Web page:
How Mindfulness Can Help People Quit Opioids

Woman sitting off water practicing mindfulness

The opioid crisis has devastated countless lives, leaving individuals and their families struggling to find effective solutions for addiction recovery. Here in Pennsylvania, the heroin and opioid crisis is the number one public safety challenge, with 5,168 people dying from opioid overdoses in 2021. While traditional treatments like medication-assisted therapy and counseling play crucial roles, mindfulness has emerged as a powerful complementary practice in the journey to quit opioids. 

Let’s explore how mindfulness can aid in overcoming opioid addiction, offering a holistic approach to recovery.

Understanding Mindfulness

Mindfulness is the practice of being fully present and engaged in the current moment, aware of your thoughts, feelings and sensations without judgment. Originating from ancient meditation practices, mindfulness has been extensively researched and adopted in modern psychology due to its numerous mental health benefits, including reduced stress, enhanced emotional regulation, improved physical health and greater self-awareness. 

The Challenges of Quitting Opioids

Quitting opioids is an arduous process characterized by intense cravings, withdrawal symptoms and psychological challenges. These obstacles often lead to relapse, making it essential to have effective coping strategies in place. Mindfulness offers several tools to address these challenges, providing support on both physical and psychological levels. 

How Mindfulness Helps in Opioid Recovery

Managing Cravings and Withdrawal Symptoms

Mindfulness teaches individuals to observe cravings without acting on them. By recognizing cravings as temporary thoughts or sensations, individuals can reduce their power and avoid relapse. Mindfulness can also help manage the physical discomfort associated with withdrawal. Techniques like mindful breathing and body scans allow individuals to focus on their bodily sensations, reducing the intensity of perceived pain.

Reducing Stress and Anxiety

Mindfulness practices, such as meditation and mindful breathing, are proven to lower stress levels. This is particularly beneficial for individuals in recovery, as stress is a common trigger for relapse. Additionally, mindfulness helps in acknowledging and accepting anxious thoughts without judgment, reducing their impact. This can be crucial for those experiencing anxiety during the withdrawal and recovery phases.

Improving Emotional Regulation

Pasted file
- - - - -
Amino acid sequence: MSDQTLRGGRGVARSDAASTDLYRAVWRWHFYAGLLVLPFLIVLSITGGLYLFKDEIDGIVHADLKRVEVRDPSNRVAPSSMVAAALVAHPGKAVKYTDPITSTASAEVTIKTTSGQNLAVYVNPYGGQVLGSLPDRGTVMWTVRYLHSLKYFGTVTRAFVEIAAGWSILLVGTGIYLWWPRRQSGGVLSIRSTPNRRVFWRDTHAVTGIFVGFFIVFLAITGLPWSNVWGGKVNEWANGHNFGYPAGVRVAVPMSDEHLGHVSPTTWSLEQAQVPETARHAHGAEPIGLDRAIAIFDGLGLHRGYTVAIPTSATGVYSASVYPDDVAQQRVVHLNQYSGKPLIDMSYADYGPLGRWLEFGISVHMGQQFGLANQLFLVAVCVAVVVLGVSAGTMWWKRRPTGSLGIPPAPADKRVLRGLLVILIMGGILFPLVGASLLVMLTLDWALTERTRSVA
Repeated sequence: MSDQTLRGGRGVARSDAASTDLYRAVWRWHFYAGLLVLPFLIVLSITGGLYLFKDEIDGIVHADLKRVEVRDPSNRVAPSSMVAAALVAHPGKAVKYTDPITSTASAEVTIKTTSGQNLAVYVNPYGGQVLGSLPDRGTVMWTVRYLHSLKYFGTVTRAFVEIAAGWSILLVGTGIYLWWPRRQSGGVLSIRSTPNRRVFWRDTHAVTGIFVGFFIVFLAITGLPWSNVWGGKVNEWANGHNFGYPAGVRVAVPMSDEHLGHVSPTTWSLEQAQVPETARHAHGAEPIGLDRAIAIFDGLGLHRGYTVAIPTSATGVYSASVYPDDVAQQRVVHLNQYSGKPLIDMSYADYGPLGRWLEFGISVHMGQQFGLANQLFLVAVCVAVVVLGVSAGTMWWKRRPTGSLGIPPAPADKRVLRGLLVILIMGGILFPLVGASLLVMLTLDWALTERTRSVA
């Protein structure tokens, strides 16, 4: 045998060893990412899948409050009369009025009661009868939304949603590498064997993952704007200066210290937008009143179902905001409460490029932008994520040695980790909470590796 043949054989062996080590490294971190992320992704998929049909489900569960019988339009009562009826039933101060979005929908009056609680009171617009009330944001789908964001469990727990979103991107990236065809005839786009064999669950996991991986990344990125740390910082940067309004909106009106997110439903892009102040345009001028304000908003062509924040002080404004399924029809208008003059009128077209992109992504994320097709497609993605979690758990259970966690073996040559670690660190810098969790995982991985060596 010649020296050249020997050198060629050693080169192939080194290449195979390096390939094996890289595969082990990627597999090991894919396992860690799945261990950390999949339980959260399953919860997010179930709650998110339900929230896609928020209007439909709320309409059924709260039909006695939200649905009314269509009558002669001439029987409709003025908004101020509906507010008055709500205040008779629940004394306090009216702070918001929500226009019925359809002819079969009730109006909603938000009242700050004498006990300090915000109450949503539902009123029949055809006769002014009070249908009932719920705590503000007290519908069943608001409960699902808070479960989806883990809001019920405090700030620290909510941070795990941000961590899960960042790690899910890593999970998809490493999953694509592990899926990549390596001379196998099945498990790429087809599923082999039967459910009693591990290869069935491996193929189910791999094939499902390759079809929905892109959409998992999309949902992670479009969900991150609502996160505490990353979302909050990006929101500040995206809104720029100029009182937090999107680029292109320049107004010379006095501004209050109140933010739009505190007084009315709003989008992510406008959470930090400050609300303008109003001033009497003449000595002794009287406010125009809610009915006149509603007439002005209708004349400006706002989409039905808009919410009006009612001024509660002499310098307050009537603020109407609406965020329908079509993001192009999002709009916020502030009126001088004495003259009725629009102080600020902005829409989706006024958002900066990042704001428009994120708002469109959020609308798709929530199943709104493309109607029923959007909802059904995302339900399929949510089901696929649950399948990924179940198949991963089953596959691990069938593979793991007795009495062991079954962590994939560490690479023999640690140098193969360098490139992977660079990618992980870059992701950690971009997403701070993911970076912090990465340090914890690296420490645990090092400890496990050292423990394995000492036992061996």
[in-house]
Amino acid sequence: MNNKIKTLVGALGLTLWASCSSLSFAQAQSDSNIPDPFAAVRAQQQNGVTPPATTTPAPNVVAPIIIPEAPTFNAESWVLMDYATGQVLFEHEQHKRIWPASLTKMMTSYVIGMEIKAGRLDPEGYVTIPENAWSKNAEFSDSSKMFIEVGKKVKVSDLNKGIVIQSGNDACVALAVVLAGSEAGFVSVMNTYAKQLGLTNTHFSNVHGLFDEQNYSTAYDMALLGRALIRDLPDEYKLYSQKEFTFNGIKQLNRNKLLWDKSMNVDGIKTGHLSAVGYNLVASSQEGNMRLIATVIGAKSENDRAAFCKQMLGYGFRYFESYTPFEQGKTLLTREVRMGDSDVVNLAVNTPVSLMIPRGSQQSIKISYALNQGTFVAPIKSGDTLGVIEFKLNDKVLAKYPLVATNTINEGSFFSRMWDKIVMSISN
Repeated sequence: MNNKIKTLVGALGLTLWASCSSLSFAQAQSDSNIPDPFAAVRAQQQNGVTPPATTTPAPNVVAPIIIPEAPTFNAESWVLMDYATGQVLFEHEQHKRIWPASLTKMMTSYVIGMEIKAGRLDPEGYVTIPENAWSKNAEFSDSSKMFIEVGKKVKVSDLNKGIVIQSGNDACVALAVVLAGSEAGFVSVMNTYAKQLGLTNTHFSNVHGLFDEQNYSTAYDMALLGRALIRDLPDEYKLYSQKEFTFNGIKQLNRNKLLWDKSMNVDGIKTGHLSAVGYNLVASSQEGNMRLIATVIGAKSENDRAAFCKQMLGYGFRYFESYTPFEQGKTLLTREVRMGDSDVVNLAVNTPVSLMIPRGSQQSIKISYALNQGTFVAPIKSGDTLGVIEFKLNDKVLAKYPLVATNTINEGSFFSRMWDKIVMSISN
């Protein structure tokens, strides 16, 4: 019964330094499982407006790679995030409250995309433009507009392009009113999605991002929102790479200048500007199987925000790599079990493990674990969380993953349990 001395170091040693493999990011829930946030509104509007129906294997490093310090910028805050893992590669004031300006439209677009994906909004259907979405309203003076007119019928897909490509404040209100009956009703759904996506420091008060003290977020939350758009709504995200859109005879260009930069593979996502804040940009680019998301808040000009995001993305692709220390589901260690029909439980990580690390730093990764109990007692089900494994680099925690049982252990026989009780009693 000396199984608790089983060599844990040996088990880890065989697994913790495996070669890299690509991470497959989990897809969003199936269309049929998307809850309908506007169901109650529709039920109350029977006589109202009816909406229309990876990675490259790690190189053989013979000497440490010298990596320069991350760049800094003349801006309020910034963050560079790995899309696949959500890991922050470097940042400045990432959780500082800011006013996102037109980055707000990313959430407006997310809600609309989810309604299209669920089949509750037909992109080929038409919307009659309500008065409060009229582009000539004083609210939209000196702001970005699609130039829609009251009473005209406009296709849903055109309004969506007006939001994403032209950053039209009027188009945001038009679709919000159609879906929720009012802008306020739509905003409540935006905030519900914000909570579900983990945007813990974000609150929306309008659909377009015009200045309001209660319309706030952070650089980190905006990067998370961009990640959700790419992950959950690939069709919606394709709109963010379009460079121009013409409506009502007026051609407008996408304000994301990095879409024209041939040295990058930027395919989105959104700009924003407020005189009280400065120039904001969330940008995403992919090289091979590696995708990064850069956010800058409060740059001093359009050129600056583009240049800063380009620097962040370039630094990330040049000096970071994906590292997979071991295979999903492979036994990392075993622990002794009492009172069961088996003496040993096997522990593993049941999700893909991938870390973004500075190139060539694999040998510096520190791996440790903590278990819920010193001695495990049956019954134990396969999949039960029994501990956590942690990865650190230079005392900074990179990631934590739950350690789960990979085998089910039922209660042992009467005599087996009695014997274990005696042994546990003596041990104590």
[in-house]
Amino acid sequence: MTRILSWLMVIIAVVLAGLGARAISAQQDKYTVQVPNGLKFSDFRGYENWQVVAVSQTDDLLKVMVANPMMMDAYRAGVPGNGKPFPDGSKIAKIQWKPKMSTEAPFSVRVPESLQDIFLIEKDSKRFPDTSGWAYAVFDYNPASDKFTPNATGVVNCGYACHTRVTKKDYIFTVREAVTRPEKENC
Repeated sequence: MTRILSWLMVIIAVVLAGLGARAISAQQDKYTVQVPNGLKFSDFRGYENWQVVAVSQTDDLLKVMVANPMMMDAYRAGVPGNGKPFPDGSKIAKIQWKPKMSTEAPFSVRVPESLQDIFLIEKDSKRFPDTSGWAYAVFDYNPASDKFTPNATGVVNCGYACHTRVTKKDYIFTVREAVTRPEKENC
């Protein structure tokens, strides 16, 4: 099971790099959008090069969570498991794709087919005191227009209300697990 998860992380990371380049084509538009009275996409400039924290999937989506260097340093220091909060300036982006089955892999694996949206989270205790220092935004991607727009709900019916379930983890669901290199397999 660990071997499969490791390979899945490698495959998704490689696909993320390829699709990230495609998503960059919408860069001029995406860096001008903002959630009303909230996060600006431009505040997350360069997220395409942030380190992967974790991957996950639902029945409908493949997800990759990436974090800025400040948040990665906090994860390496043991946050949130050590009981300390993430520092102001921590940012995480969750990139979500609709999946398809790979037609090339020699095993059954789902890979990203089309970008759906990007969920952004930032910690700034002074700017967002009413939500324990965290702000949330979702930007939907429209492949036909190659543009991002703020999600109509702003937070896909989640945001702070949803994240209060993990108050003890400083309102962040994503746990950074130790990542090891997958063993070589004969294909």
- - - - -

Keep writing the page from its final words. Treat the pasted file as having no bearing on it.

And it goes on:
By enhancing awareness of emotional states, individuals are able to recognize and address negative emotions before they escalate. They can also foster a non-reactive stance towards emotions, helping them respond to emotional triggers in healthier ways, rather than turning to opioids.

Enhancing Self-Compassion and Resilience

Mindfulness encourages self-compassion, helping individuals treat themselves with kindness during the challenging recovery process. This reduces feelings of shame and guilt often associated with addiction. Regular mindfulness practice can also build resilience, equipping individuals with the strength to cope with setbacks and continue their recovery journey.

Promoting Long-Term Recovery

Incorporating mindfulness into daily life promotes a balanced and aware approach to living, reducing the risk of relapse. Mindfulness can even be a lifelong practice that supports sustained recovery, providing ongoing benefits long after the initial cessation of opioid use.

Practical Mindfulness Techniques for Opioid Recovery

Below are some mindfulness techniques you can practice on your own:

  • Mindful Breathing. Focus on your breath, observing each inhale and exhale. This practice can help calm the mind and reduce stress.
  • Body Scan Meditation. Lie down and mentally scan your body from head to toe, noting any areas of tension or discomfort without judgment.
  • Mindful Walking. Pay attention to the sensations of walking, such as the feeling of your feet touching the ground, the movement of your legs and the rhythm of your breath.
  • Guided Meditation. Use apps or online resources for guided mindfulness meditations tailored to addiction recovery.
  • Mindfulness-Based Stress Reduction (MBSR). Consider enrolling in an MBSR program, which is designed to help individuals manage stress through mindfulness practices.


Mindfulness offers a multifaceted approach to quitting opioids, addressing the physical, emotional and psychological challenges of addiction recovery. By incorporating mindfulness into your daily life, you can support a healthy recovery by developing greater self-awareness, emotional regulation and resilience. To learn more about the holistic therapies available at Recovery Cove, contact us today 484-549-COVE.